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Moments ago, after months of anticipation, Hyperloop One, whose high-tech tube transportation concept is central to a firm affiliated with billionaire Elon Musk, of Tesla Motors and SolarCity fame, has named the ten winners of its Hyperloop One Global Challenge, a contest intended to “identify the strongest new Hyperloop routes in the world.” And not only did the Rocky Mountain Hyperloop proposal make the grade, but Hyperloop One has announced that it will enter into a public-private partnership with the Colorado Department of Transportation to launch a feasibility study here.
We first told you about Hyperloop in August 2013, describing the proposed system as a “large-scale variation on pneumatic tubes used at banks” that was said to “hold the potential of transporting people from Los Angeles to San Francisco in thirty minutes.”
How is it supposed to work? “Passengers and cargo are loaded into a pod, and accelerate gradually via electric propulsion through a low-pressure tube,” the company maintains. “The pod quickly lifts above the track using magnetic levitation and glides at airline speeds for long distances due to ultra-low aerodynamic drag.”
This past January, in a post headlined “Is High-Tech Hyperloop the Solution to I-25 Traffic Jams? CDOT Hopes So,” we took a longer look at the pros and cons of the idea after a CDOT plan was named one of 35 semi-finalists (out of 2,600 submissions) in the aforementioned global challenge. Department spokeswoman Amy Ford was enthusiastic about the notion, telling us that “we want to explore potential technologies and how they can transform transportation, and something like Hyperloop is on the leading edge of that. We think we have the program and the organizational nimbleness to be forward-thinking when it comes to technologies like this, and we hope that will help us — because this has the capacity to create an entirely new infrastructure. It’s transformative.”
Not everyone agrees, with one of the most notable naysayers being Dr. Phil Mason, a former Cornell University chemist. An article in The Daily Caller, a conservative website co-founded by Fox News personality Tucker Carlson, divided Mason’s objections to Hyperloop One into five main categories:
1: If Anything Goes Wrong, Everybody Dies
2: It’s Probably Physically Impossible To Build The Hyperloop
3: Heat Would Destroy The Hyperloop’s Track
4: Hyperloop Would Be Incredibly Vulnerable To Terrorism
5: The Hyperloop Will Probably Cost WAY More Than Its Formal Estimates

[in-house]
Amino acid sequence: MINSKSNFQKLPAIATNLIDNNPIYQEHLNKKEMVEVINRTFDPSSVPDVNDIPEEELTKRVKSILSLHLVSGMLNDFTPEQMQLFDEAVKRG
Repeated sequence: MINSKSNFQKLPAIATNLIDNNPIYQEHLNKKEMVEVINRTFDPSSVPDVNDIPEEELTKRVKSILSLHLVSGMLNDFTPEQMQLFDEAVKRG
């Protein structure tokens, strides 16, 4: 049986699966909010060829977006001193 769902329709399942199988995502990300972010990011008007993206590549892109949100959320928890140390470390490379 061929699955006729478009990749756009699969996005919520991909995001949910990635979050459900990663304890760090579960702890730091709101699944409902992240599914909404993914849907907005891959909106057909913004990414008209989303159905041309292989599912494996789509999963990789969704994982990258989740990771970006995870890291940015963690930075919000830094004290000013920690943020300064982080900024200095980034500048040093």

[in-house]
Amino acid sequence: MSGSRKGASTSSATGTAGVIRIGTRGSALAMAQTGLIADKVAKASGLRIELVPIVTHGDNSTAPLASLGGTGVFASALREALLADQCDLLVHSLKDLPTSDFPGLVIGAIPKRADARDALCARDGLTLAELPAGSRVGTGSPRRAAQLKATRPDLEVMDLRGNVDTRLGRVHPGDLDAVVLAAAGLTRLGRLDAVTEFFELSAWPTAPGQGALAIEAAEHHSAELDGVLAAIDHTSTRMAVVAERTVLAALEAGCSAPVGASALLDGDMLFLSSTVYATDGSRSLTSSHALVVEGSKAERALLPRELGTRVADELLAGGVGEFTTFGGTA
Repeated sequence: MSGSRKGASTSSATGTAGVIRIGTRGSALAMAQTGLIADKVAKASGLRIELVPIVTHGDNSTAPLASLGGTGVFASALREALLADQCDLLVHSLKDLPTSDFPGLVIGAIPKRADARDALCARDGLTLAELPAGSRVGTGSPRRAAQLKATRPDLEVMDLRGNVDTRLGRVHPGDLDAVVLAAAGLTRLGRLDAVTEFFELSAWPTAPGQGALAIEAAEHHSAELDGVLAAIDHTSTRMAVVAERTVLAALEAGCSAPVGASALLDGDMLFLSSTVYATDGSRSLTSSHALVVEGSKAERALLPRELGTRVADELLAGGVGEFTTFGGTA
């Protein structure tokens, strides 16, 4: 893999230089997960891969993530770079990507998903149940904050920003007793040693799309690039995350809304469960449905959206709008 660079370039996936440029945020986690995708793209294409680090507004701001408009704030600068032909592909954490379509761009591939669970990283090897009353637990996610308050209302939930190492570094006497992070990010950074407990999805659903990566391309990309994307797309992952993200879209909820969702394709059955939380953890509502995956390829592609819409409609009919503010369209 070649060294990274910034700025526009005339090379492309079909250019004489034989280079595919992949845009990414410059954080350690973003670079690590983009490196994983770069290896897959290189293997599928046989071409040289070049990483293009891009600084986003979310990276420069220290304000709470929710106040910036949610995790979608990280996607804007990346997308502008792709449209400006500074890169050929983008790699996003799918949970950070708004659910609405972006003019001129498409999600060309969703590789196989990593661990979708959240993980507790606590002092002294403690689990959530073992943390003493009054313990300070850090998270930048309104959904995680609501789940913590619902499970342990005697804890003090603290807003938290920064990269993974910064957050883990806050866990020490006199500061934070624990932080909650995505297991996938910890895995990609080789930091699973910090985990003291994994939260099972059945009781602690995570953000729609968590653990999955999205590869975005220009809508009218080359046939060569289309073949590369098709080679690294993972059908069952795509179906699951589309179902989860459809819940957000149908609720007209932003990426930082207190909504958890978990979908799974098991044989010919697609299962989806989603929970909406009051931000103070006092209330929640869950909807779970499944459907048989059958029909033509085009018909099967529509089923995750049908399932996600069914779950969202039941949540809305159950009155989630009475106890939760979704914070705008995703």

Such concerns weren’t enough to dissuade Ford, however. “We obviously want to explore a technology that has the incredibly exciting promise of being a brand-new infrastructure,” she told us.
The following April, Ford was just as enthusiastic about word that three Colorado-related proposals were among eleven U.S. finalists in the challenge — and the one that made the final cut is Rocky Mountain Hyperloop, which foresees a route stretching from Cheyenne to Pueblo and traveling through the Denver metro area on its main track, with an offshoot projecting into the mountain corridor, as seen in the graphic above.
A second Hyperloop graphic depicts the time savings passengers and goods traveling between Denver and Colorado Springs would achieve in comparison with other forms of transportation….
…and a third details all the winners.
Just because Rocky Mountain Hyperloop made this roster doesn’t mean construction on it will begin anytime soon. “Hyperloop One will commit meaningful business and engineering resources and work closely with each of the winning teams/routes to determine their commercial viability,” a company release notes.
In regard to the partnership between Hyperloop One and CDOT, their joint study will examine “transportation demand, economic benefits, proposed routes and potential strategies, regulatory environments and alignment with overall CDOT high-speed travel, rail and freight plans.”
Details about what that entails are expected to be revealed in the coming days. But it will take a lot longer than that to determine if CDOT made a smart bet on Hyperloop, or if the idea of traveling by tube goes down as a boondoggle on the way to transportation’s next stage.
Posted from Westword